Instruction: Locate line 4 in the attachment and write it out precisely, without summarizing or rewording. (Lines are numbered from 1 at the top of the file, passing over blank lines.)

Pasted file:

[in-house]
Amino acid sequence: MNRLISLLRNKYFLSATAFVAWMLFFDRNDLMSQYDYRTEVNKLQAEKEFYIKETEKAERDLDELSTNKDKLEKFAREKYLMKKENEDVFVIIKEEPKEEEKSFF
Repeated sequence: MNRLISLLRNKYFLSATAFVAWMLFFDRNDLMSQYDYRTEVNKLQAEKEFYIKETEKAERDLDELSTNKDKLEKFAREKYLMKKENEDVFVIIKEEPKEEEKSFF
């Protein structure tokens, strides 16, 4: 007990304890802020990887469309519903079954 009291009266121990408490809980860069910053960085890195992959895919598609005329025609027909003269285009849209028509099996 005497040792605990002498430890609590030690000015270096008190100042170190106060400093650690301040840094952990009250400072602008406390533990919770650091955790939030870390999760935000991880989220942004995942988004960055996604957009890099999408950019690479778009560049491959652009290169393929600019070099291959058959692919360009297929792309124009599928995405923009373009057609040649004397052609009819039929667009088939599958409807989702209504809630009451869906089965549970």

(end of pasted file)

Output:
């Protein structure tokens, strides 16, 4: 007990304890802020990887469309519903079954 009291009266121990408490809980860069910053960085890195992959895919598609005329025609027909003269285009849209028509099996 005497040792605990002498430890609590030690000015270096008190100042170190106060400093650690301040840094952990009250400072602008406390533990919770650091955790939030870390999760935000991880989220942004995942988004960055996604957009890099999408950019690479778009560049491959652009290169393929600019070099291959058959692919360009297929792309124009599928995405923009373009057609040649004397052609009819039929667009088939599958409807989702209504809630009451869906089965549970």